The camp week begins with skating coach Barb Underhill recording players’ strides with an iPad. The tablets are all over the ice at the TGH IcePlex early on in camp, positioned by the bench to record goaltenders and even at center ice for a broader view of drills. Ultimately, the goal is to use video to point out strengths and weaknesses, then show players their progress by putting clips side by side.

“Sometimes they’re not just even clips of top players in the NHL, it’s about them,” said new AHL Syracuse Crunch coach Joel Bouchard. “It’s about seeing something that you might think you know, but then you see it from a different angle and then you just need that to click sometimes. ... It doesn’t lie.

An open conversation

Lightning prospects Dylan Duke (53) and Warren Clark (59) tangle in the neutral zone during camp.
Lightning prospects Dylan Duke (53) and Warren Clark (59) tangle in the neutral zone during camp. [ DOUGLAS R. CLIFFORD | Times ]

Bouchard, a well-regarded player development coach in the junior and AHL ranks, said the video starts a conversation with each player. Camp was capped by players having exit interviews with coaches and staff.

“I think 2023 is an open conversation,” Bouchard said. “Sometimes it’s where the player takes you. ... It’s about working together, putting the standard to a certain level and then when you can validate and show something that’s tangible, then it makes it easier for everybody to see where we are trying to be. ...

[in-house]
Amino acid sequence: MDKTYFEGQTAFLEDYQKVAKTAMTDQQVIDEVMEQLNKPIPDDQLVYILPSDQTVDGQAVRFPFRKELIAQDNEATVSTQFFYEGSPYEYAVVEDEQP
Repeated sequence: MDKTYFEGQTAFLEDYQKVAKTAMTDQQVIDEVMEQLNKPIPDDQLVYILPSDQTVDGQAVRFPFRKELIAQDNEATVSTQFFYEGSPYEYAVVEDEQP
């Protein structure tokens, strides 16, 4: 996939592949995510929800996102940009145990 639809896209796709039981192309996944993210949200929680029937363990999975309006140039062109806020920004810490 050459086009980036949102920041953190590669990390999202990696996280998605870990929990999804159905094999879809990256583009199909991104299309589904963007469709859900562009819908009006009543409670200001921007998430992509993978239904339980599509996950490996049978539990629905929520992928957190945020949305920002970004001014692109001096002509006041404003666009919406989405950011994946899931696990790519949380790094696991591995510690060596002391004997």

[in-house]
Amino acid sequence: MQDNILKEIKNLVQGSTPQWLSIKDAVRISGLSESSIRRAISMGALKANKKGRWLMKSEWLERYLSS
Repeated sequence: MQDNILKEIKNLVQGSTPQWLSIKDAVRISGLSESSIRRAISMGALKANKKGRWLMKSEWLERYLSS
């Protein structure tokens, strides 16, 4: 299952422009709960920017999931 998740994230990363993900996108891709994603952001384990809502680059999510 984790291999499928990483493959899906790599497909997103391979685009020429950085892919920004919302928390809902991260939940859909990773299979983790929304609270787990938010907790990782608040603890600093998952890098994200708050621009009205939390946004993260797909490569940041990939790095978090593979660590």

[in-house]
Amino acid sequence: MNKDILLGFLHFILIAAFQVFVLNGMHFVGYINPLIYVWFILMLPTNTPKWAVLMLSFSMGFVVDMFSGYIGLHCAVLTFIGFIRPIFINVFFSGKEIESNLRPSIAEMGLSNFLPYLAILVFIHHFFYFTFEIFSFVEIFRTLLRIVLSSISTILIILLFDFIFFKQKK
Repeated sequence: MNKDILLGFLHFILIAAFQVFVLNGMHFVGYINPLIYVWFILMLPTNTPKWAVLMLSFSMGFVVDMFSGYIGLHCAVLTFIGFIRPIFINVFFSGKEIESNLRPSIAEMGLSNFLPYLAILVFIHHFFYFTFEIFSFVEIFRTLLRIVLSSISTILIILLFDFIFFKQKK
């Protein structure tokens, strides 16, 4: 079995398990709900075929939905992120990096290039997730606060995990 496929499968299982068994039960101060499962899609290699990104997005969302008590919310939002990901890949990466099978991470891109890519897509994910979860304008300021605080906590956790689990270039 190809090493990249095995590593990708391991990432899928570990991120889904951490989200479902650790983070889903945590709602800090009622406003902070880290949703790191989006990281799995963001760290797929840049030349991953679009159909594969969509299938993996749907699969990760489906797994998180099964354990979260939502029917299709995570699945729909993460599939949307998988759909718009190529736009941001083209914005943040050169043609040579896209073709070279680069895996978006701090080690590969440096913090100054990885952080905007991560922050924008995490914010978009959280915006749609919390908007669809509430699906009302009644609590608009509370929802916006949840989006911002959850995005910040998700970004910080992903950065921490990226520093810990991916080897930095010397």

“It’s a generation that wants to be part of the process, and we have to include them. We have to respect how they see it from their perspective, and then come to an understanding.”

Players attending the camp come in at varying places in their careers, from 18-year-old draftees to players in junior ranks and college hockey to pros in the ECHL and AHL.

Forward Dylan Duke, the Lightning’s fourth-round pick in 2021, was attending his third development camp. The Lightning think highly of him, and as he enters his third college season at Michigan, they have seen him make strides every year. He was one of the top players in camp this month and he credited the Lightning for helping him make major strides with his skating.

“It’s definitely important to be able to see visuals of myself and then also learn from seeing videos of other guys,” Duke said. “I’m a visual learner, so to see that stuff, to kind of be able to see from past couple years my stride progress, I think it’s definitely getting better but something that I’ve got to keep working on. I think I’m a lot more powerful, my mechanics are better but nothing’s perfect, so I’m just gonna keep working at it every day every summer. Just trying to be the best I can be.”

The Lightning have a strong player development reputation, and if they want to see how quickly they can progress, they only need to look to last summer’s roster, which included Nick Perbix. Despite not making the opening night roster, Perbix played 69 games for the Lightning and ended the season with Victor Hedman in the team’s top defenseman pairing.

“I think players are smart in 2023,” Bouchard said. “They realize what they need to work on. They realize what the future will look like for them. So it’s just to guide them through it and give them all the tools, and this is one thing this organization has done very well over the years.”